Russia’s Vladimir Kramnik Wins World Chess Championship
Friday, October 13, 2006

ELISTA, Russia — Russia’s Vladimir Kramnik won a match against Bulgaria’s Veselin Topalov in a tiebreaker Friday, becoming the first universally recognized world chess champion since 1993.

Kramnik won the tension-filled match by a score of 8.5-7.5 in a final day of quick, time-limited games.

Each of the 31-year-old players was to receive US$500,000 for taking part in the match, which was arranged to heal a 13-year-old schism in the chess world dating back to World Champion Garry Kasparov’s withdrawal from the World Chess Federation.

Kramnik secured his victory in the fourth game Friday, which Kramnik won with White. Friday’s score was 2.5-1.5.

BBC News

Kramnik is world chess champion

The chess world has an undisputed world champion for the first time since 1993, after Russia’s Vladimir Kramnik won a reunification match in a tie-break.

His match with Bulgaria’s Veselin Topalov was tied 6-6 at the end of the scheduled series.

In a tiebreaker series of four rapid-play games, Kramnik won the final one to beat his rival 8.5-7.5 overall.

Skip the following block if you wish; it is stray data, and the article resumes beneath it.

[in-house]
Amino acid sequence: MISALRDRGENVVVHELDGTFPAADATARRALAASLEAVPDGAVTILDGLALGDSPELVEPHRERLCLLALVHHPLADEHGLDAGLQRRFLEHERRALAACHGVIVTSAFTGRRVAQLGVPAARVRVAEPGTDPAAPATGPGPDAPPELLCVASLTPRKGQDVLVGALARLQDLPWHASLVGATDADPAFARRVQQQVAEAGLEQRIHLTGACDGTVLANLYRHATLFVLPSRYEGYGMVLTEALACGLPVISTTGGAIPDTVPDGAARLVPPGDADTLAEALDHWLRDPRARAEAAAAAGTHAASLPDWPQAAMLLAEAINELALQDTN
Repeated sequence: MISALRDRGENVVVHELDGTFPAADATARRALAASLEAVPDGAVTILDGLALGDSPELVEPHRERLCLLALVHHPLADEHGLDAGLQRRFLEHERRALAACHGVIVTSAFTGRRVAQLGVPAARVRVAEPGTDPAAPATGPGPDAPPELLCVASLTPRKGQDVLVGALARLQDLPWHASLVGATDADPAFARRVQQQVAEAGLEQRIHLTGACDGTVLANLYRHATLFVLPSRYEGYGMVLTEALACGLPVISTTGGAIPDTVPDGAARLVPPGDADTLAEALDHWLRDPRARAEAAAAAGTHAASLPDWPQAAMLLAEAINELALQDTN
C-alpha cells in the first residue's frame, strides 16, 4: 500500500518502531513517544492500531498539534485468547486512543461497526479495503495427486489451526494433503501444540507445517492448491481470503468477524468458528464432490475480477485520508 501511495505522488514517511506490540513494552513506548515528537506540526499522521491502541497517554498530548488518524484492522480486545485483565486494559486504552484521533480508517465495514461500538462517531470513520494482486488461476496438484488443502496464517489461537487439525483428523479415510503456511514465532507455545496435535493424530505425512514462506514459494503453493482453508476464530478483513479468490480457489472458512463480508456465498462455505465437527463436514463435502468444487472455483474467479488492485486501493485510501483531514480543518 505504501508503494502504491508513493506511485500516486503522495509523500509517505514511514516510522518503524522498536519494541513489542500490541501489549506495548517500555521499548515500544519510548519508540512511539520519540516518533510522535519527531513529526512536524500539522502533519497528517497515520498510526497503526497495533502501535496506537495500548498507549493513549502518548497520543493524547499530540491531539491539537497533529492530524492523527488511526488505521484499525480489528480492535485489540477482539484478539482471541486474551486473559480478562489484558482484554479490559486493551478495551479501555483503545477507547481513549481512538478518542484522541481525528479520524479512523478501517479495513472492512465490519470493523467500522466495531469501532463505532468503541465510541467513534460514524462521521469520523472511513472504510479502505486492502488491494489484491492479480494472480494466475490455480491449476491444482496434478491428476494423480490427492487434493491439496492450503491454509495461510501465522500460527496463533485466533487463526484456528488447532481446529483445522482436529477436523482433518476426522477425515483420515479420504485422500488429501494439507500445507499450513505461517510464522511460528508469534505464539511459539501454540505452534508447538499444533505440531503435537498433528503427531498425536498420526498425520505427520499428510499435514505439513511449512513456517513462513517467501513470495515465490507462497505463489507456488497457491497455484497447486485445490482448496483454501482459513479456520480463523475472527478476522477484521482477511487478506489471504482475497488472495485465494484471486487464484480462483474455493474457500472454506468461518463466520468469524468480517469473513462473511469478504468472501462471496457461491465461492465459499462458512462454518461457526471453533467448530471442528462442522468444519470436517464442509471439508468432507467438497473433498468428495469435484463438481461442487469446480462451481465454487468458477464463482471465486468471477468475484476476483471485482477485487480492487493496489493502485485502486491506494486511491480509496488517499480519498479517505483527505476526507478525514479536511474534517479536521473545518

The match reunified two rival chess organisations which split apart 13 years ago.

The dispute dated from the occasion when Garry Kasparov withdrew from the World Chess Federation.

Veselin Topalov was recognised as the World Chess Champion, and Vladimir Kramnik the Classical World Champion.

As Topalov resigned in the final game, Kramnik stood up and celebrated his victory by clutching his hands above his head, as his team erupted in joyful cheers.

“We are planning to get drunk with my friends today,” he said.

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Topalov, who is known for aggressive play, won his title of World Chess Champion in October 2005. Kramnik, whom enthusiasts liken to a boa constrictor for his slow but deadly play, has been the classical world champion since 2000, when he defeated Kasparov.

Now the two championships have merged under the aegis of the World Chess Federation, known by its French acronym FIDE.

“Life goes on, I am 31, and I still have a chance to fight for the champion’s title,” Topalov said.

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